BOGOTA (Reuters) - Colombia’s financial market cringed last week when it learned the government was planning to order pension funds to transfer some $7.34 billion worth of contributions to the public retirement fund.
The measure would have allowed 350,000 people with fewer than 10 years before retirement to move funds to the public pension fund, Colpensiones. It immediately sparked speculation the money would be used for some of the $11.7 billion in pension costs the government faces this year, allowing it to redirect other funds toward coronavirus needs.
Although the measure was later ruled out by the government, a proposed law working its way through congress has kept market worries high.
The law would also allow those with private pensions to voluntarily move to the public fund. The provision is meant to correct legal complaints that savers were not given sufficient advice when they joined private funds two decades ago.
A significant movement out of private pensions would have ripple effects in public bonds, as pension funds are major buyers, and in the stock market, where funds invest a large part of the $71.6 billion they control.
“We ended up in the same place by a different route,” said Munir Jalil, BTG Pactual’s chief economist for the Andean region. “What it shows is the level of cash flow need... for the national government, which makes them consider these ways of getting funds.”
The country’s economy, usually one of the region’s heartiest, looks set to contract 5.5% this year because of a months-long coronavirus quarantine and lower oil prices.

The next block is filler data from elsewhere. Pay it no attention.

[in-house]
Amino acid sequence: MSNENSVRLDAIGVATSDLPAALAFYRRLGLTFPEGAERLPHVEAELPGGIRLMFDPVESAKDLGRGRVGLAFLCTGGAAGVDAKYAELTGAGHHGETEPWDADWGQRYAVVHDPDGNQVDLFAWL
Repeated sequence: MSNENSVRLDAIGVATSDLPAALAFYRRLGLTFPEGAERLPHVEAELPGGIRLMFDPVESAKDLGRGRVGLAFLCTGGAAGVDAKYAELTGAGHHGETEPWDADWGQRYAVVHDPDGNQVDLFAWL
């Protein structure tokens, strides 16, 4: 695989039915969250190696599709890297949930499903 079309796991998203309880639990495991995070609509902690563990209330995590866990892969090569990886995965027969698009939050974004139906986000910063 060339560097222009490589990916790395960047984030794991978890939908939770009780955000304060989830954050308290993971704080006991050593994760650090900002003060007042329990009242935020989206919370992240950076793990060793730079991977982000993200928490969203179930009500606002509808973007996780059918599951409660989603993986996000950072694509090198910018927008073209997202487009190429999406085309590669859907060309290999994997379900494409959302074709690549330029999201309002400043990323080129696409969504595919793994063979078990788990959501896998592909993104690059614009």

“These proposals don’t help at all because we’d have to calculate how much money would leave private funds,” said Daniel Velandia, Credicorp Capital’s chief Colombian economist. “They would have to sell their positions or transfer debt titles to the government; it isn’t at all a positive impact.”
The policy has echoes of Argentina in 2008, analysts said, when private pensions were nationalized to make $24 billion available to the government.
Bogota’s “fortunate reversal” kept Colombia off Argentina’s “disastrous path,” former Finance Minister Juan Camilo Restrepo said on Twitter.
The government was considering allowing partial withdrawals from pension funds, Finance Minister Alberto Carrasquilla said on Wednesday. A day later, President Ivan Duque rejected the idea.
“This shows the deficiencies of the system and makes the need for a structural pension reform even more urgent,” said Mauricio Olivera, director at the Econometria consultancy. “If everyone moves to Colpensiones, it could create a pension time bomb because the subsidies are really high.”
Reporting by Nelson Bocanegra; Writing by Julia Symmes Cobb; Editing by Dan Grebler